According to Our Iowa Heritage: Located two miles southwest of downtown Iowa City in Johnson County, Iowa, the Iowa City Municipal Airport holds the distinction of being the oldest civil airport west of the Mississippi River to remain in its original location. Designated as a regional general aviation facility in the Federal Aviation Administration (FAA) National Plan of Integrated Airport Systems for 2017–2021, the airport serves the local community and surrounding region. 

Despite its historical significance, the airport does not offer scheduled airline services. Travelers seeking commercial flights typically utilize The Eastern Iowa Airport in Cedar Rapids, approximately 19 miles (31 km) northwest of Iowa City. Notably, during the 1920s, Iowa City played a role on the original transcontinental air route serviced by Boeing Air Transport, a precursor to United Airlines. However, in March 1959, United was succeeded by Ozark Airlines, which ultimately ceased operations in Iowa City in April 1970.


Ranked as the third busiest general aviation airport in Iowa, the Iowa City Municipal Airport boasts a rich history as the oldest civil airport west of the Mississippi River. Its significance in aviation lore dates back to 1921 when it was designated a crucial fuel stop for transcontinental air mail flights, a mere five months after the inception of the system. The airport's first commercial passenger flight landed in 1927, coinciding with Boeing Air Transport's assumption of responsibility for certain airmail routes and subsequent investment of over $200,000 in improvements—an impressive sum equivalent to well over $1.5 million today. 

A surge was seen in Iowa City

During the 1940s, Iowa City Airport experienced a surge in activity with three daily United flights operating in and out of the city. However, World War II interrupted the completion of half-paved runways, and United temporarily withdrew its management. It was during this period that the first Airport Commission was elected, a governing body that remains active to this day. 

The war era brought renewed vitality to the airport as U.S. Navy military training expanded in Iowa City, training 2,500 pilots in collaboration with the University of Iowa College of Engineering from 1939 to 1944. Post-war, the airport benefited from a boom in the airline service industry until the advent of the "Jet Age" in 1958. The Iowa City Council's refusal to extend runways to accommodate larger planes led United and the U.S. Postal Service to relocate their operations to Cedar Rapids.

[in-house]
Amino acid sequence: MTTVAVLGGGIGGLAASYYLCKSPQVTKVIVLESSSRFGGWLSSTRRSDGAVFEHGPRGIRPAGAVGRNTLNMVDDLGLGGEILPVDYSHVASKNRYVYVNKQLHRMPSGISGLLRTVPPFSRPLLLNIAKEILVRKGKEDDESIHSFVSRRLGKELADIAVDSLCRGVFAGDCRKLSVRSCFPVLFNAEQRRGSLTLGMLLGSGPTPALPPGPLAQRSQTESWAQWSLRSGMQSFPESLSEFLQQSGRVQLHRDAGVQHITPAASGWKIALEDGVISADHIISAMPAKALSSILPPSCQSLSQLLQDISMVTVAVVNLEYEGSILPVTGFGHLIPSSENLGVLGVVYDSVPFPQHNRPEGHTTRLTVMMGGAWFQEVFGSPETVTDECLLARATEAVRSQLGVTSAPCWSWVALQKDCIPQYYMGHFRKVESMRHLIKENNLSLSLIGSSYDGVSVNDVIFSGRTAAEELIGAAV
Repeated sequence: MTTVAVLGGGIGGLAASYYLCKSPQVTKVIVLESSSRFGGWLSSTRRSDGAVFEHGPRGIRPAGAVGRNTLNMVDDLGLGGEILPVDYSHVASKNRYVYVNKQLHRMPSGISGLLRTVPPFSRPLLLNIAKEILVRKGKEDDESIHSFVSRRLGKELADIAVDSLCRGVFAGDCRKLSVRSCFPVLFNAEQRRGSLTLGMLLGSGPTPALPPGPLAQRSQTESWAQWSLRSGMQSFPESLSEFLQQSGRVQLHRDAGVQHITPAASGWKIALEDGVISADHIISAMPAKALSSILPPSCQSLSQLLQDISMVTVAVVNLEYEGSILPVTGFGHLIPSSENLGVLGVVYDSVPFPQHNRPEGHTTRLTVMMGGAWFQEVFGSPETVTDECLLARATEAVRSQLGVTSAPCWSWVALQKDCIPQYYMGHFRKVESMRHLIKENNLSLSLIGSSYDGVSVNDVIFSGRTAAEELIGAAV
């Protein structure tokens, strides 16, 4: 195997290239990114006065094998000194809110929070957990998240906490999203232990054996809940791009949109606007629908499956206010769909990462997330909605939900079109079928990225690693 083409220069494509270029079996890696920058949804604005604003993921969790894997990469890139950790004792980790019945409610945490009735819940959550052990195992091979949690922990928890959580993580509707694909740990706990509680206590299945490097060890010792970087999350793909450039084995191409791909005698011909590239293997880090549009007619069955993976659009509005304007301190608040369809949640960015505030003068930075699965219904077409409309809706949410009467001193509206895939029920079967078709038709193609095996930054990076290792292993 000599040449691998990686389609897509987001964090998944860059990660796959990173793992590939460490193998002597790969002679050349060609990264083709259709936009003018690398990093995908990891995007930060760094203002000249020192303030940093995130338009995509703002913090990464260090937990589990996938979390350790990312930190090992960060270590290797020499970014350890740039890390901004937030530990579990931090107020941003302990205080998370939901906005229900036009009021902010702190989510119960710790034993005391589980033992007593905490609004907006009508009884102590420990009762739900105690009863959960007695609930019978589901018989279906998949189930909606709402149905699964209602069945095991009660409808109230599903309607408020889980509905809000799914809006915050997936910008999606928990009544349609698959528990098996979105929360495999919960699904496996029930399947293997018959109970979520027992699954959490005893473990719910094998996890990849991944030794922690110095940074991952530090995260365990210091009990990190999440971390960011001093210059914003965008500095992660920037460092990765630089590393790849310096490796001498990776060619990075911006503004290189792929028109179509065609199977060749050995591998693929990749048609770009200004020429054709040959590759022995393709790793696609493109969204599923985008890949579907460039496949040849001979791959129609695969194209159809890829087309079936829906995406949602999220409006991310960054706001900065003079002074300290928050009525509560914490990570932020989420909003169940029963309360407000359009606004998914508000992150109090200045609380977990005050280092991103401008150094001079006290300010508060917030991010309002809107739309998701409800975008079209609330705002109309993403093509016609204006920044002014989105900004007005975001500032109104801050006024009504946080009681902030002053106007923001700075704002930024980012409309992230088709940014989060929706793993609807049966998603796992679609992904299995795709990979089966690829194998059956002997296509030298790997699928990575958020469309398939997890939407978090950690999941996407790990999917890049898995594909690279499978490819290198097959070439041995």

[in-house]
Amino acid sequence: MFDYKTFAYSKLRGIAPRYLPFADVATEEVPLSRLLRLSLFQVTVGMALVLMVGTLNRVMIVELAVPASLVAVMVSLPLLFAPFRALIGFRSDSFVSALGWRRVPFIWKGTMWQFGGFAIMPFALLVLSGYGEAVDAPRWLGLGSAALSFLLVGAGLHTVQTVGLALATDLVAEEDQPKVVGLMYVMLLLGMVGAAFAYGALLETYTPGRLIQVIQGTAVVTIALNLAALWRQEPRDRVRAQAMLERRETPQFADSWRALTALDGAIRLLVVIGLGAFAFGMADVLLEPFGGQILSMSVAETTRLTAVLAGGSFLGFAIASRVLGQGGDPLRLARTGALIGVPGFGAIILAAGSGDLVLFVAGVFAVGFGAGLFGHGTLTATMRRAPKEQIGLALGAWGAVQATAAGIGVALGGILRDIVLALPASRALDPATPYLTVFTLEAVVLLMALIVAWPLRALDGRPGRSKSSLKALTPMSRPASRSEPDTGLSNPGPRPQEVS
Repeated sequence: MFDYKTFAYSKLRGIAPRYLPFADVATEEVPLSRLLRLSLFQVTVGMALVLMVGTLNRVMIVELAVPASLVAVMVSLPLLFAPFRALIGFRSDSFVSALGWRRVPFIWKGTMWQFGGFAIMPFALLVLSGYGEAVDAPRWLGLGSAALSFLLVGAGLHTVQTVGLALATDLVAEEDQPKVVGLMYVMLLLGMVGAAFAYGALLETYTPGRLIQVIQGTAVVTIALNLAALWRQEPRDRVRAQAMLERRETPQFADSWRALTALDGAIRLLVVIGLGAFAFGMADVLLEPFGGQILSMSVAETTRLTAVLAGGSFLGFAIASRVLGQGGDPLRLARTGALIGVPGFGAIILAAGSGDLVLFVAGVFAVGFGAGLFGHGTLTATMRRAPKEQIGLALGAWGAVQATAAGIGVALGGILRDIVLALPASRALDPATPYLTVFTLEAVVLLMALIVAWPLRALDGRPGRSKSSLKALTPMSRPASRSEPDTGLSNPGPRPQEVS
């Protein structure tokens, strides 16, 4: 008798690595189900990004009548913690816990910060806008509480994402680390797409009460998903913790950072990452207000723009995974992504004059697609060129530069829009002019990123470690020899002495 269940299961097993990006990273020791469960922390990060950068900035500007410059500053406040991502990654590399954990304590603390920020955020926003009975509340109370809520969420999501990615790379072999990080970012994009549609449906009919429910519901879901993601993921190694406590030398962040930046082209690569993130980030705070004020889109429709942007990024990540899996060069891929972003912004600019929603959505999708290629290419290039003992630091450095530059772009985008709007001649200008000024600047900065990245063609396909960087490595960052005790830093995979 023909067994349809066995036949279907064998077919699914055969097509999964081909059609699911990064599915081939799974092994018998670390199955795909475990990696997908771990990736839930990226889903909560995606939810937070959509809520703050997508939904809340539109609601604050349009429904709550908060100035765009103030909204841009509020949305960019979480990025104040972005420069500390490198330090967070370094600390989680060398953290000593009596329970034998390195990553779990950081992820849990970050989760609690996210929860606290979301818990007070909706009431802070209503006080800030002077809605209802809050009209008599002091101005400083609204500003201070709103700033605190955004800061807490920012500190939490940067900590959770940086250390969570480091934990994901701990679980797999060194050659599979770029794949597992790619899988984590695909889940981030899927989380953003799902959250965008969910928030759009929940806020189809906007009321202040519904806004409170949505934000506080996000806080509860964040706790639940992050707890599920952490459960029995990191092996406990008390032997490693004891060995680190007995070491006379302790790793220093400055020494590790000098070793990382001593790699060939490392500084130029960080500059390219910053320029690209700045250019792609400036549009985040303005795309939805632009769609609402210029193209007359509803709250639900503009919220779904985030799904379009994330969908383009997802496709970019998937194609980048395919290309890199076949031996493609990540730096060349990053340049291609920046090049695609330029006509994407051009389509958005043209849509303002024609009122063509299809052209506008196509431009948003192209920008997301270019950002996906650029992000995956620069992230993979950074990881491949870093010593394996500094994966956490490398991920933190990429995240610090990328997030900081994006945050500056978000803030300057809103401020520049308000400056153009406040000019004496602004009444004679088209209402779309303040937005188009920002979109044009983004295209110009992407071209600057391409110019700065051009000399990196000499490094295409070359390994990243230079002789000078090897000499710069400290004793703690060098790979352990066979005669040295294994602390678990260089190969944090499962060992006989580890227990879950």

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Good things were coming the airport's way

However, the airport's fortunes took a positive turn when E.K. Jones and his family established Iowa City Flying Service in 1960, providing charter services to the University of Iowa and local businesses until 1997. Following Jones' passing, airport management faced challenges until Jet Air of Galesburg, Illinois secured the contract, a role it still fulfills today while actively working on expansion projects. 

What's happening now

Presently, the Iowa City Municipal Airport remains a hub of activity, conducting approximately 36,000 flight operations annually. Offering flight school programs, charter flights, and aircraft rentals, the airport continues to play a vital role in both local aviation and economic sectors. It is estimated that the airport contributes around $11.2 million to the local economy annually. 

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